July 19, 2013

This week, Innovation Hub is all about altruism in business. Meet one CEO who walks the walk: Michael Schrader of Vaxess Technologies, a company that uses silk protein to stabilize the temperature of vaccines so they can be shipped across the globe without refrigeration. In other words, with Schrader’s help, some of the 2.5 million people who die annually of preventable diseases could be saved using the fiber in your bedsheets. 


The fiber produced by this silkworm could help save the lives of 2.5 million people worldwide. Credit: threeredbuttons / Flickr Creative Commons

Starting a business is tough; starting a business whose customers can't pay for the product you offer is even tougher. “Certainly the challenges we face are unlike anything our team had ever seen before,” Schrader admits. But despite the obstacles, this CEO says he wouldn’t have it any other way. “I’ve never been so inspired and excited to get up and go to work every morning,” he says.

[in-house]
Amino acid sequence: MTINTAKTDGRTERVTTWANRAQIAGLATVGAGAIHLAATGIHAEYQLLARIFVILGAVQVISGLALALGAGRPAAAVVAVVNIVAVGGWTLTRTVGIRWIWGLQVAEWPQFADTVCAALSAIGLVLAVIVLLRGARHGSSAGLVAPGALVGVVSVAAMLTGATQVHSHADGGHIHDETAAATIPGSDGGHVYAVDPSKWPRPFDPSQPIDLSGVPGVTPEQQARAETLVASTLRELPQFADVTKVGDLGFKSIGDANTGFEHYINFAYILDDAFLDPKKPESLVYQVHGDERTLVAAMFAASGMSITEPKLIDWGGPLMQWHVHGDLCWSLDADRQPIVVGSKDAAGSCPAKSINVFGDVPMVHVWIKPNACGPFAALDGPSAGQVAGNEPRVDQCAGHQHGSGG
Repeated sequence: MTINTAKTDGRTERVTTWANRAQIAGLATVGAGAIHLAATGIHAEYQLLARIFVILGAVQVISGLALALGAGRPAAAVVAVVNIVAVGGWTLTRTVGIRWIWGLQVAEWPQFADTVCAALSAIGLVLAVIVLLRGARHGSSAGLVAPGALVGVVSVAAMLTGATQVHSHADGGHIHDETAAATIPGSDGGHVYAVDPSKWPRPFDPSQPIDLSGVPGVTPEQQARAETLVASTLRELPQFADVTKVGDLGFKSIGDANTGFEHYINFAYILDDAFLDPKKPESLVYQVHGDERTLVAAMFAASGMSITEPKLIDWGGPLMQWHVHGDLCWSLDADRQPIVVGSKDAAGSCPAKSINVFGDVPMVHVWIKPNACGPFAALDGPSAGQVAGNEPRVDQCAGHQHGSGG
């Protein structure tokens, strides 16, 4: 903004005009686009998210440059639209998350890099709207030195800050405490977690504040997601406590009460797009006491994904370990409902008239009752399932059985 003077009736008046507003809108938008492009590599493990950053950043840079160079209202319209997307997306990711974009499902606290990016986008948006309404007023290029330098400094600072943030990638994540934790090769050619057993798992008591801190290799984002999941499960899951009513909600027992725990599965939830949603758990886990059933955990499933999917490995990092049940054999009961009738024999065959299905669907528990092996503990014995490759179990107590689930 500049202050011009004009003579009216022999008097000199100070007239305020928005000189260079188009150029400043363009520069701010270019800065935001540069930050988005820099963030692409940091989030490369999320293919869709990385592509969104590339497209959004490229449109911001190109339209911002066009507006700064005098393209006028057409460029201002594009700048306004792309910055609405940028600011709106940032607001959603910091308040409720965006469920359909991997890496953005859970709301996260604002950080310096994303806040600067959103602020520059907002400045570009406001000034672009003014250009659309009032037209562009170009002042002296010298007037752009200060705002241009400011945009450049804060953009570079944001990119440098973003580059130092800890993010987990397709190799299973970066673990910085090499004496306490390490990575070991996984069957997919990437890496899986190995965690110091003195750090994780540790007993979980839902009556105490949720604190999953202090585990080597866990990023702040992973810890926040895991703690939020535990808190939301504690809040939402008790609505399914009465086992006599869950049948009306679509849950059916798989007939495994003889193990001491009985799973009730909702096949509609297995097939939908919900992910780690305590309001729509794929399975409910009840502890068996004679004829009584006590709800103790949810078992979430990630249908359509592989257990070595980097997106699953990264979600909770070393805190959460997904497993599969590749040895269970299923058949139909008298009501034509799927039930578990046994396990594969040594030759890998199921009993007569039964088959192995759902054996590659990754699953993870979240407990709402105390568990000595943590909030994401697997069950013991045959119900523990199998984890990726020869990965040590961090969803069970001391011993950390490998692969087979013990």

Schrader and his team's enthusiasm has paid off. Since it was founded in 2011, Vaxess has raked in numerous grants and awards, including the Harvard President's Challenge in Global Health and a semi-finalist position in MIT's $100k Entrepreneurship Competition. In May, the start-up closed the first tranche of a Series A financing, putting it in a good position to bring products to market within the next few years. 

We took a peek inside this up-and-coming entrepreneur’s brain to find out his favorite place to relax, what he’s reading, and even what he considers his biggest failures. One of our favorites was his choice for a personal theme song: “The Best is Yet to Come” by Frank Sinatra. “There’s something special about that song,” Schrader says. “It’s upbeat, it’s inspirational. I hope it certainly well represents what’s coming down the road for me in the future.” 

Sci and Tech, Body and Mind, vaccines, health care, disease, health, disease prevention

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